2010 elections key to building a green, demilitarized economy

In a Dec. 4 editorial entitled, “The Welfare State and Military Power,” the Wall Street Journal actually said something I agree with: you can’t have both guns and butter.

Of course, the WSJ warned increased domestic spending advocated by the Obama administration inevitably crowds out military spending. If the current health care reform passes, the American people will come to expect a new role for government.

Left unchecked, the WSJ says, the US will end up like most European countries, which spend a greater share of their GDP on health care, pensions and jobless benefits and less on the military. Europeans prefer their benefits and have no stomach for foreign occupation.

The WSJ maintains US power globally is dependent on its military might. By following the path of greater domestic spending, the Obama administration is risking our status as a global power.

I’m reminded the WSJ reflects ultra right wing sections of the US ruling class who seek US corporate global domination, backed by unrestrained military might. These forces dominated US politics for 30 years and were defeated in the 2008 elections and are bludgeoning the Obama administration.

There are also contending forces within the Obama administration including more sober minded US ruling class circles that see new global realities. The American people can be decisive in shaping the outcome of this struggle, beginning with the 2010 elections.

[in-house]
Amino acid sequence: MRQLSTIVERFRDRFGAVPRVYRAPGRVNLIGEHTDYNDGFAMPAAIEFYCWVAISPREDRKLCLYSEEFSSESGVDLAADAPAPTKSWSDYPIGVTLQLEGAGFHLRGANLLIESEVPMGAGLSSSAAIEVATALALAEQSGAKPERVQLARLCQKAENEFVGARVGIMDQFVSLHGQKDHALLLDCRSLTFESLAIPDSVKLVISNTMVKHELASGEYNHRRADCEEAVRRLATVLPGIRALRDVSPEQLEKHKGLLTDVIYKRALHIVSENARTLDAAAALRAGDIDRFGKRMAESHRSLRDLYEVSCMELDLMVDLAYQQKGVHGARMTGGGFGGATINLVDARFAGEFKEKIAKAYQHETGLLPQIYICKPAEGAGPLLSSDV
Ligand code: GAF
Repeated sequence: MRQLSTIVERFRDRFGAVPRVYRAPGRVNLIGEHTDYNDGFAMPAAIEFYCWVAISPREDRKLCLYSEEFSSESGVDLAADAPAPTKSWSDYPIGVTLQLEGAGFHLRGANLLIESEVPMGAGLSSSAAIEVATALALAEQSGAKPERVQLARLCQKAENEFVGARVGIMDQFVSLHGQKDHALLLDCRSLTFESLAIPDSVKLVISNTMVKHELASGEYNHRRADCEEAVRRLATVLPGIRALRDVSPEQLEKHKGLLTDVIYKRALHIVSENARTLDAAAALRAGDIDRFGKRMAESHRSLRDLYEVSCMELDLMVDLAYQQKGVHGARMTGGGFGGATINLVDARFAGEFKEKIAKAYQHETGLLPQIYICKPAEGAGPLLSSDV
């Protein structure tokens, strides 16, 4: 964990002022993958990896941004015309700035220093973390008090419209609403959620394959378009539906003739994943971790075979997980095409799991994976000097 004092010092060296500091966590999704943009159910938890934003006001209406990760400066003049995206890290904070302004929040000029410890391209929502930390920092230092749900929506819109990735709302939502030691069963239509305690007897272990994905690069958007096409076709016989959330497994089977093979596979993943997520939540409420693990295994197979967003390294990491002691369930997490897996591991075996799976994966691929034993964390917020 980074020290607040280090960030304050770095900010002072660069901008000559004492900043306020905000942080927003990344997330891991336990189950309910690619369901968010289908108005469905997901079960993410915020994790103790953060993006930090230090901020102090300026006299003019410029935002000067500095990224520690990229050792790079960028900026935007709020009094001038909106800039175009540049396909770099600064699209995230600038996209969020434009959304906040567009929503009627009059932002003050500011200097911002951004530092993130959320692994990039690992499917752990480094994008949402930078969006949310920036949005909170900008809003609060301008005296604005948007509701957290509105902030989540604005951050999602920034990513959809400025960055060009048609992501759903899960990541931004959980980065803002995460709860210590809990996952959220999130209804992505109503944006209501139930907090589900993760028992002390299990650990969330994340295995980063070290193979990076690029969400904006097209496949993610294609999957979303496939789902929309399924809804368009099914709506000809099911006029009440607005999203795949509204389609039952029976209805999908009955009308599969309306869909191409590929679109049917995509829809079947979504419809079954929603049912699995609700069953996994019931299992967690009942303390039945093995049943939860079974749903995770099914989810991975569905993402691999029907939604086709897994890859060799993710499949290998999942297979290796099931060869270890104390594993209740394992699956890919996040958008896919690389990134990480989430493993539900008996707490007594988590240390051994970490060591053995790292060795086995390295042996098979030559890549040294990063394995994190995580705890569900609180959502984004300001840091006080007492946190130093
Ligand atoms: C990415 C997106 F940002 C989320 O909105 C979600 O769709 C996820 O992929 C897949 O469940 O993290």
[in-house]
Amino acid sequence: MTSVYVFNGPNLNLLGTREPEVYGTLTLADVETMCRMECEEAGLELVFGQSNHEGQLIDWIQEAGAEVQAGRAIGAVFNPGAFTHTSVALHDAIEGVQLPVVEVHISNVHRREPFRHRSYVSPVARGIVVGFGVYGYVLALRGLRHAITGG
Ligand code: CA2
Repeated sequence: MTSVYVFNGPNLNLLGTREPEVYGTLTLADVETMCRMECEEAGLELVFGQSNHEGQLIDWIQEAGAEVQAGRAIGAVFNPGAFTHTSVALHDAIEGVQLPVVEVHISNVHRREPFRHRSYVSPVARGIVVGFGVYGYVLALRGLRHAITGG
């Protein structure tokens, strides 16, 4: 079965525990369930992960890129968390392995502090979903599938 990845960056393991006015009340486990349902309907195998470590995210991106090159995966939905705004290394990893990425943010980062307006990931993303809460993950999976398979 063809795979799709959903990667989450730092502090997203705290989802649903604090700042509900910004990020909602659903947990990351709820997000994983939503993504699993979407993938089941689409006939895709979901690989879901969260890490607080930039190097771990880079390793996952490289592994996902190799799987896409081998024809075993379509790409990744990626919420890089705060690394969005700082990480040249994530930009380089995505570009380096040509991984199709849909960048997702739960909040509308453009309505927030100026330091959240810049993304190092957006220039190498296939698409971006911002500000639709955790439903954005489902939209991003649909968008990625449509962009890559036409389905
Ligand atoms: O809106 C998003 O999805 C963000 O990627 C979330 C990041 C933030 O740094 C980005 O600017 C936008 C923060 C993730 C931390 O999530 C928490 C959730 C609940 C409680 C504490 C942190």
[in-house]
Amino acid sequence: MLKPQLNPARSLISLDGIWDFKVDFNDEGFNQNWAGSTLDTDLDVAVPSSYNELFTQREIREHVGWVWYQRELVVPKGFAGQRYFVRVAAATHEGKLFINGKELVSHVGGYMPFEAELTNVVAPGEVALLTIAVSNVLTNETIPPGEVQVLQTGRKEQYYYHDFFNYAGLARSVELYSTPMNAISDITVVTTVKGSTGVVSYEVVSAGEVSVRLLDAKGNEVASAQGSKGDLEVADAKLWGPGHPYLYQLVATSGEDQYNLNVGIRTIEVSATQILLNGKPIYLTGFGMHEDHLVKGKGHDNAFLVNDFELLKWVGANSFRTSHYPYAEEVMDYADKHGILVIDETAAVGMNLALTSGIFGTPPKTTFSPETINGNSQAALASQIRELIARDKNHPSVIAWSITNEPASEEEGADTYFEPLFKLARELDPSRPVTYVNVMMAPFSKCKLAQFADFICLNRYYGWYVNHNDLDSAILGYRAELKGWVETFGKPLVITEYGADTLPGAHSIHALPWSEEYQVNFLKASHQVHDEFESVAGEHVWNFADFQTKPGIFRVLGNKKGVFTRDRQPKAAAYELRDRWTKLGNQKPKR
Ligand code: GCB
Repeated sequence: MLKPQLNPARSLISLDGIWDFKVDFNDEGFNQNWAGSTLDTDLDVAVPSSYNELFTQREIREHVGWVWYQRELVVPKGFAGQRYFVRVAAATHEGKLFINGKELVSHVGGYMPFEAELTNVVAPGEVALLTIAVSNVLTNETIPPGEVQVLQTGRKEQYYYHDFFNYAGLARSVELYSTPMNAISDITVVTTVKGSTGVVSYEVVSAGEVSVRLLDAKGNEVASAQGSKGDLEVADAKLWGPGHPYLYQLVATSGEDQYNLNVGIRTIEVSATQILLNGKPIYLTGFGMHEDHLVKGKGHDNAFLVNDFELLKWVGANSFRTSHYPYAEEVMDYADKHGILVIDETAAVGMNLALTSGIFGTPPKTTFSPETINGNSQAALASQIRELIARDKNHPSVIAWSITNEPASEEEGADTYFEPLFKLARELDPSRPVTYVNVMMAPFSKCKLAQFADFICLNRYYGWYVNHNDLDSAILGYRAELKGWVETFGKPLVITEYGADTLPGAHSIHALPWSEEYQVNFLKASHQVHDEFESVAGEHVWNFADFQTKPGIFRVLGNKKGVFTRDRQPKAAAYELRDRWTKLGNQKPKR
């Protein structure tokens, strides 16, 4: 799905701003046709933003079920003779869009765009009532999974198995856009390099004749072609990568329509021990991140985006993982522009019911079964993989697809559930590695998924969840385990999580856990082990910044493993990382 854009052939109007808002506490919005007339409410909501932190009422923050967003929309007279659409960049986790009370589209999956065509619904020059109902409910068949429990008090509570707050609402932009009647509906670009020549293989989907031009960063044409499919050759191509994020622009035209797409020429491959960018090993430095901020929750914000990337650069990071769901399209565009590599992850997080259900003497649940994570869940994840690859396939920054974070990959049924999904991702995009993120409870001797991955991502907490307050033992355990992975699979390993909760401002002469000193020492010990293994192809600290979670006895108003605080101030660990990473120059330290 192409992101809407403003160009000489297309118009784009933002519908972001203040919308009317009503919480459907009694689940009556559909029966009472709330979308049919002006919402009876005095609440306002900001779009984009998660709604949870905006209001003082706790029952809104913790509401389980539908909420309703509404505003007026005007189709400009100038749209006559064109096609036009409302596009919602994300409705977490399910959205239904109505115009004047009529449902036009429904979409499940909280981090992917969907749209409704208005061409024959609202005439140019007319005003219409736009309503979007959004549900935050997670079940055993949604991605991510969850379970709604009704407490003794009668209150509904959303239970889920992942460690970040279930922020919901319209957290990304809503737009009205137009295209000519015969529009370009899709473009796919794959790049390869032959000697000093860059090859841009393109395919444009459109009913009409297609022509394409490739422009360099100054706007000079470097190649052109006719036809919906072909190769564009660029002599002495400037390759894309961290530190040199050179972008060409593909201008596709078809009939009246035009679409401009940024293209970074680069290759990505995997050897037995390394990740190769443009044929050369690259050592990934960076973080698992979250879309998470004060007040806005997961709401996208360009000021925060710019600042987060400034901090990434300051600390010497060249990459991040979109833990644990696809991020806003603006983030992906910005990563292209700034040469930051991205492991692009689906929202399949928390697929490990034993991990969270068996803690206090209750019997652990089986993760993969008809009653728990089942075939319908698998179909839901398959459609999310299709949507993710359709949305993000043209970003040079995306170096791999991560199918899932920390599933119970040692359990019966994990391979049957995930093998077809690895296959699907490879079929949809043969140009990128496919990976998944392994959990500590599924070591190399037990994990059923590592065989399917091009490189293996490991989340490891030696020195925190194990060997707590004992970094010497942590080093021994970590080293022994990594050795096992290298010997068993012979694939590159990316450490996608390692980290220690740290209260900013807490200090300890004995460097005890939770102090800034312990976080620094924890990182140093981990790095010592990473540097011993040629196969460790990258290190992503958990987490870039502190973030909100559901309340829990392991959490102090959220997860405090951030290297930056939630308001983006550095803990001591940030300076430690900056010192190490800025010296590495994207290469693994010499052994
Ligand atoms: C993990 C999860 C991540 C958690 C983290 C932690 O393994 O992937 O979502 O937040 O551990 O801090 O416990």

Today’s world is far different from post WW II. New global trade blocks are forming; new powers like China, India and Brazil are rising, and new crises have developed like climate change, which require global collective action. It’s a world US capitalism must accommodate itself to or risk deeper conflict with.

The dispute between the US and the new progressive government in Japan illustrates this new reality. Japan has been saddled with a US military presence since World War II, including 47,000 troops and scores of bases. A majority of Japanese wants the US military to leave.

Neo-conservative luminaries like Dick Cheney, Frank Gaffney, William Kristol and their ilk echo the sentiments of the WSJ. They insist Obama’s stress on diplomacy weakens the US global position. They are livid over Obama’s call to begin an exit of US troops from Afghanistan in 2011.

Given the failed Christmas Day bombing of a US airliner and other terror threats, the ultra right will shamelessly exploit the legitimate fears of the American people. The Republican right wing will try to ride these fears to victories in the 2010 mid-term elections and the presidency in 2012, or at least weaken the Democratic majorities leading to gridlock.

It must be acknowledged terrorism is real and a real concern for the American people. Having adequate security is an important function of our government and must be organized competently and funded appropriately. But 87% of the military budget is spent on troops and only 8% on homeland security.

Terrorism will not be defeated by a US occupation of Afghanistan. Ultimately it will be addressed through regional and global collective action and economic, educational and social development.